Supported Kernels

ENTERPRISE

Using DC/OS Data Science Engine with Kernels

This section contains examples for using DC/OS Data Science Engine.

Basic

Perform a default installation by following the instructions in the Quick Start Guide section.

To run any job, first you have to open the lab and choose the notebook you want to run. You can select from many notebooks available in the lab, for example, Scala, Python, R, and so forth. A Notebook consists of cells; each cell can be of type markdown or code. In the markdown cell, you can write text or HTML. In the code cell, you can type your code as shown in the example below.

Python Kernel

Open a Python Notebook and put the following sections in different code cells.

def initMatrix(nrow, ncol):
mat = []
counter = 1
for i in range(0, nrow):
row = []
for j in range(0, ncol):
row.append(counter)
counter += 1
mat.append(row)
return mat
def sumMatrix(mat):
sum = 0
for row in mat:
for x in row:
sum += x
return sum
mat = initMatrix(10, 10)
sum = sumMatrix(mat)
print(sum)

Scala Kernel

Open a Scala Notebook and put the following sections in different code cells.

def initMatrix(nrow: Int, ncol: Int): Array[Array[Int]] = {
val mat = Array.ofDim[Int](nrow, ncol)
var counter = 1
for(i <- 0 to 9) {
for(j <- 0 to 9) {
mat(i)(j) = counter
counter += 1
}
}
mat
}
def sumMatrix(mat: Array[Array[Int]]): Int = {
var sum = 0
for (i <- 0 to 9) {
for (j <- 0 to 9) {
sum = sum + mat(i)(j)
}
}
sum
}
val mat = initMatrix(10, 10)
val sum = sumMatrix(mat)

Java Kernel

Open a Java Notebook and put the following sections in different code cells.

class Matrix {
private int[][] mat;

// constructor to initialize matrix of given number of rows and columns
public Matrix(int row, int col) {
mat = new int[row][col];
int counter = 1;
for(int i = 0; i < row; i++) {
for(int j = 0; j < col; j++) {
mat[i][j] = counter++;
}
}
}

// finding sum of all the numbers in the matrix
public int sum() {
int sum = 0;
for(int i = 0; i < mat.length; i++) {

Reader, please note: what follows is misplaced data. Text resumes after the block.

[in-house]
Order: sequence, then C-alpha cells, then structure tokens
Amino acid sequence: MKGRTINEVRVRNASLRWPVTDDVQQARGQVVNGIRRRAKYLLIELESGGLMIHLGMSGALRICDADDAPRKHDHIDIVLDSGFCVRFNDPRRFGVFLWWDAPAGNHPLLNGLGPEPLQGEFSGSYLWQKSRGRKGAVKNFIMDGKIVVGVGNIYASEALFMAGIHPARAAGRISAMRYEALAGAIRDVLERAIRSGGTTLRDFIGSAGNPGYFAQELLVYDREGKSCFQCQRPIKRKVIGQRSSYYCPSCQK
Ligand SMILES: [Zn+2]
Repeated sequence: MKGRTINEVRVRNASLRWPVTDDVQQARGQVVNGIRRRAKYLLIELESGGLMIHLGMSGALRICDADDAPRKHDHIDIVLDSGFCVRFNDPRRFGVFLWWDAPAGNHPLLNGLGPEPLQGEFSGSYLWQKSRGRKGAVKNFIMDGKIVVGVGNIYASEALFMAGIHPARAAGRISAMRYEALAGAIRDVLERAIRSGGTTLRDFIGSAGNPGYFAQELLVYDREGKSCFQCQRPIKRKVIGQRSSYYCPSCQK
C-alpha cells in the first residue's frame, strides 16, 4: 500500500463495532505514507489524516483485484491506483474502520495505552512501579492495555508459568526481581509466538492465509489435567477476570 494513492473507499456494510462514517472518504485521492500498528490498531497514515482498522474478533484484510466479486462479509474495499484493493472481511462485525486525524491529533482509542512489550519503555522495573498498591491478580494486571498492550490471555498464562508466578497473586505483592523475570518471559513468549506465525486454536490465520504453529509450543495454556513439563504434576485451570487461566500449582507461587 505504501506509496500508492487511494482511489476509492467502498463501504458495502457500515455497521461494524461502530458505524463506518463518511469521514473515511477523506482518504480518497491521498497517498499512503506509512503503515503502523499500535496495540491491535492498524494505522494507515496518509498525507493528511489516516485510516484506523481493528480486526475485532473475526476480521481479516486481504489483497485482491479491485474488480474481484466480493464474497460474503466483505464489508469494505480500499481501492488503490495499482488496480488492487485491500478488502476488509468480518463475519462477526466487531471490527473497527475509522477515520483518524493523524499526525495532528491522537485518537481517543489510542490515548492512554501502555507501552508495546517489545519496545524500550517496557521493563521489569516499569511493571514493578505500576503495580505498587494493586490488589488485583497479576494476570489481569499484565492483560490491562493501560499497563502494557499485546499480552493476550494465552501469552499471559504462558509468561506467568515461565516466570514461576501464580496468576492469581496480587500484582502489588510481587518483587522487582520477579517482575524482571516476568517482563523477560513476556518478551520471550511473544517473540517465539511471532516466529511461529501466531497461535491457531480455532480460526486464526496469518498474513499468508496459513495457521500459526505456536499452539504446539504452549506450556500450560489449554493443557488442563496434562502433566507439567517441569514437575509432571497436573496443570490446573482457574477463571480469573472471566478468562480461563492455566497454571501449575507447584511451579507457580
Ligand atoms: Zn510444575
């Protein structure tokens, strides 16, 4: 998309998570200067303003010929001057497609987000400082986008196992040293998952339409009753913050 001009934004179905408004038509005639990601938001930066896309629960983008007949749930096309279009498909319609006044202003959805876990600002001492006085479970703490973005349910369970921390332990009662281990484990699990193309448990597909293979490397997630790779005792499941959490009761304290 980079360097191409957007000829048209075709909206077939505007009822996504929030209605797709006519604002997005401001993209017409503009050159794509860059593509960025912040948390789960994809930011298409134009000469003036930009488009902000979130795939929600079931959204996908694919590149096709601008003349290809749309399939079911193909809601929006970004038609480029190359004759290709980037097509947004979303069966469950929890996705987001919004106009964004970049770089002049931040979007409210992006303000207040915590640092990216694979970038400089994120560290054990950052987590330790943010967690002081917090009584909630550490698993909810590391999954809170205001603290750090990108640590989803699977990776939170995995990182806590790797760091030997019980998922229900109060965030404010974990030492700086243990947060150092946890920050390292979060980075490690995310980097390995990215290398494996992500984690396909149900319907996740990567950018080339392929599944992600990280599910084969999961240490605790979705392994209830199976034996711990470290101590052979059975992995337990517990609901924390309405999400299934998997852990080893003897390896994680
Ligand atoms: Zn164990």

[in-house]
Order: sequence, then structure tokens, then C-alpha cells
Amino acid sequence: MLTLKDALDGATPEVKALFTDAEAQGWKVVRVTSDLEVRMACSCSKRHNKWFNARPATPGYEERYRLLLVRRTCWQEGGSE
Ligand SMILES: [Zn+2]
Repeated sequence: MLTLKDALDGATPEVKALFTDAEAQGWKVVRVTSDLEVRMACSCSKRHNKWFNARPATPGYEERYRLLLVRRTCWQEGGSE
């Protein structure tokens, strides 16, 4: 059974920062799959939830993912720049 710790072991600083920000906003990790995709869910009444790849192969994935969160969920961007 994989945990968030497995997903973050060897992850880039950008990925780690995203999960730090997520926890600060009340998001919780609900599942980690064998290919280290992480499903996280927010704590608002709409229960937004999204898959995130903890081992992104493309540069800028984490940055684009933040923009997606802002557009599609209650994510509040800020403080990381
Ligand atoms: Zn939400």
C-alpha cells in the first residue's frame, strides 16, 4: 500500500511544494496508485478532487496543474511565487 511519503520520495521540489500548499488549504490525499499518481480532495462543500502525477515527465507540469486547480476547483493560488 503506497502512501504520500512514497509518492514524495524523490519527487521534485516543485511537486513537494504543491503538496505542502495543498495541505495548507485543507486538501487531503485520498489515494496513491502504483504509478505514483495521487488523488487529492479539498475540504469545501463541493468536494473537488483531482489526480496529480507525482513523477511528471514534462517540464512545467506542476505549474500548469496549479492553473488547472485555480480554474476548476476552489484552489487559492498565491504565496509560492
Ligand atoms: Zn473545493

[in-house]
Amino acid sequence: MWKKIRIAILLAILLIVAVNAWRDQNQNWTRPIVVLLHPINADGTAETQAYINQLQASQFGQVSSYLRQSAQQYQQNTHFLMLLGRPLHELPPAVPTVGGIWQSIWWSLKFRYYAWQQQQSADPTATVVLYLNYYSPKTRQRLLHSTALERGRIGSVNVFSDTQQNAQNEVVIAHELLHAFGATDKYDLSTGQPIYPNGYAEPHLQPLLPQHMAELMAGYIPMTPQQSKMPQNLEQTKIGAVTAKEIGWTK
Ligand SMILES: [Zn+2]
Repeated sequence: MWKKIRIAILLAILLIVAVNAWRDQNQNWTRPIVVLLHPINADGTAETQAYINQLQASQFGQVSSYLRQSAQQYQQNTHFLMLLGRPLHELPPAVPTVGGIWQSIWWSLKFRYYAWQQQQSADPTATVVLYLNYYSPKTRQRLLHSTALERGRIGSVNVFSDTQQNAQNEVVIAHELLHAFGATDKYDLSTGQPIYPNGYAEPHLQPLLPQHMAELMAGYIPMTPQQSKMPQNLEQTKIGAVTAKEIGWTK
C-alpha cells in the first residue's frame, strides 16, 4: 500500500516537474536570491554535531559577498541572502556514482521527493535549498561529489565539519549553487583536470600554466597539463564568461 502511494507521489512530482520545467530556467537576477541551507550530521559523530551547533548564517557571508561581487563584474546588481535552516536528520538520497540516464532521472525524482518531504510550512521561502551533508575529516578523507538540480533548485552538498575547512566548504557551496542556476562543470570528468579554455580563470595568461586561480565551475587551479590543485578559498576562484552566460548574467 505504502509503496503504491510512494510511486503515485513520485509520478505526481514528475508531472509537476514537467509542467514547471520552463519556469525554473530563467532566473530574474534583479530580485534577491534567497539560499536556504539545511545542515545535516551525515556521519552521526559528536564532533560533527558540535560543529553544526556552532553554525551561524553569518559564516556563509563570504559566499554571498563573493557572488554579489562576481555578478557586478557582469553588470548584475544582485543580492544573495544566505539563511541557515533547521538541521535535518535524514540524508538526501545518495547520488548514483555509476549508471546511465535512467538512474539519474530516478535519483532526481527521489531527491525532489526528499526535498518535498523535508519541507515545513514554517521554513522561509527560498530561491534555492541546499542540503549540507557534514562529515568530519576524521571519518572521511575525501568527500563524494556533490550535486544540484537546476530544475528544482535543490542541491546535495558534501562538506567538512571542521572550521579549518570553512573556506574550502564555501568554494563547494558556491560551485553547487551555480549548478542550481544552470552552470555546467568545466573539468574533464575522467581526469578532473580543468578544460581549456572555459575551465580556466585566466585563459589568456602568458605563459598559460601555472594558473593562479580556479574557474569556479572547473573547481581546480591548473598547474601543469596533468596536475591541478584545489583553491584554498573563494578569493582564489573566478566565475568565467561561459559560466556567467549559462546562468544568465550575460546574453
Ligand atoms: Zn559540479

for(int j = 0; j < mat[i].length; j++) {
sum += mat[i][j];
}
}
return sum;
}
}
Matrix mat = new Matrix(10, 10);
return mat.sum();

R Kernel

Open an R Notebook and put the following in a code cell.

mat <- matrix(data = seq(1, 100, by=1), nrow = 10, ncol = 10)
sum = 0
# calculating sum of all numbers
for (r in 1:nrow(mat)) {
for(c in 1:ncol(mat)) {
sum = sum + mat[r,c]
}
}
print(sum)

Clojure Kernel

Open a Clojure Notebook and put the following in a code cell.

;; add numbers from 1 to 100
(reduce + (range 1 101 1))

Groovy Kernel

Open a Groovy Notebook and put the following in a code cell.

def sum = 0
1.upto(100) {
sum = sum + it
}
sum

Kotlin Kernel

Open a Kotlin Notebook and put the following sections in different code cells.

fun initMatrix(nrow: Int, ncol: Int): Array<IntArray> {
val mat = Array(nrow, {IntArray(ncol)})
var counter = 1
for(i in 0..9) {
for(j in 0..9) {
mat[i][j] = counter
counter += 1
}
}
return mat
}
fun sumMatrix(mat: Array<IntArray>): Int {
var sum = 0
for(i in 0..9) {
for(j in 0..9) {
sum += mat[i][j]
}
}
return sum
}
val mat = initMatrix(10, 10)
val sum = sumMatrix(mat)
sum

Launching a Spark job

Using Terminal

Open a Terminal from the Notebook UI and run an example spark-submit job:

Using Python Notebook

Open a Python Notebook and put the following in a code cell:

from __future__ import print_function
import sys
from random import random
from operator import add
from pyspark.sql import SparkSession
spark = SparkSession\
.builder\
.appName("PythonPi")\
.getOrCreate()
partitions = 2
n = 100000 * partitions
def f(_):
x = random() * 2 - 1
y = random() * 2 - 1
return 1 if x ** 2 + y ** 2 <= 1 else 0
count = spark.sparkContext.parallelize(range(1, n + 1), partitions).map(f).reduce(add)
print("Pi is roughly %f" % (4.0 * count / n))
spark.stop

Using BeakerX Kernel

BeakerX Kernel supports Spark Magic, which allows you to configure and start a Spark session via the UI.

To use BeakerX Spark Magic, open a Scala Notebook and put the following in a separate code cells:

%%spark --start
val count = spark.sparkContext.parallelize(1 to 10000).sum()
count

If you want to use HDFS as storage or as an event log directory for a Spark History Server, HDFS configuration files should be added to the classpath. To make HDFS configuration available for the notebook, add the following line in the first cell of the notebook: